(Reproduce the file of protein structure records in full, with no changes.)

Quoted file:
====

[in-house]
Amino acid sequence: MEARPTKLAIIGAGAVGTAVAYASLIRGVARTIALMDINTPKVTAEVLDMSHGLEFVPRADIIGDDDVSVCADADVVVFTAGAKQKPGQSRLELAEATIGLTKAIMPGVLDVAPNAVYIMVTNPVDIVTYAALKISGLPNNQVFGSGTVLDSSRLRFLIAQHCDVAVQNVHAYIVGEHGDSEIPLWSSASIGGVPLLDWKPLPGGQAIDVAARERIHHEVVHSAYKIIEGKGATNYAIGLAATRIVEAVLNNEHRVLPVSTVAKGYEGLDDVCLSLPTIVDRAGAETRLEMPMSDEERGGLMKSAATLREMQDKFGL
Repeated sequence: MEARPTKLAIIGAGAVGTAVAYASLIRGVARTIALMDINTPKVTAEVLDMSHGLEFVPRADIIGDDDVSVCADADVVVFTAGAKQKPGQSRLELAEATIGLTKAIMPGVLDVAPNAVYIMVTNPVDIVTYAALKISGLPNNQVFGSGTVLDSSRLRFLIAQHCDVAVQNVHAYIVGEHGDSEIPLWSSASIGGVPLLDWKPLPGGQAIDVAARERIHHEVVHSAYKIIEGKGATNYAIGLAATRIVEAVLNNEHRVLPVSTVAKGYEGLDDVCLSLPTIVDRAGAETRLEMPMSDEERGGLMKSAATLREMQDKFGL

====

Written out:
[in-house]
Amino acid sequence: MEARPTKLAIIGAGAVGTAVAYASLIRGVARTIALMDINTPKVTAEVLDMSHGLEFVPRADIIGDDDVSVCADADVVVFTAGAKQKPGQSRLELAEATIGLTKAIMPGVLDVAPNAVYIMVTNPVDIVTYAALKISGLPNNQVFGSGTVLDSSRLRFLIAQHCDVAVQNVHAYIVGEHGDSEIPLWSSASIGGVPLLDWKPLPGGQAIDVAARERIHHEVVHSAYKIIEGKGATNYAIGLAATRIVEAVLNNEHRVLPVSTVAKGYEGLDDVCLSLPTIVDRAGAETRLEMPMSDEERGGLMKSAATLREMQDKFGL
Repeated sequence: MEARPTKLAIIGAGAVGTAVAYASLIRGVARTIALMDINTPKVTAEVLDMSHGLEFVPRADIIGDDDVSVCADADVVVFTAGAKQKPGQSRLELAEATIGLTKAIMPGVLDVAPNAVYIMVTNPVDIVTYAALKISGLPNNQVFGSGTVLDSSRLRFLIAQHCDVAVQNVHAYIVGEHGDSEIPLWSSASIGGVPLLDWKPLPGGQAIDVAARERIHHEVVHSAYKIIEGKGATNYAIGLAATRIVEAVLNNEHRVLPVSTVAKGYEGLDDVCLSLPTIVDRAGAETRLEMPMSDEERGGLMKSAATLREMQDKFGL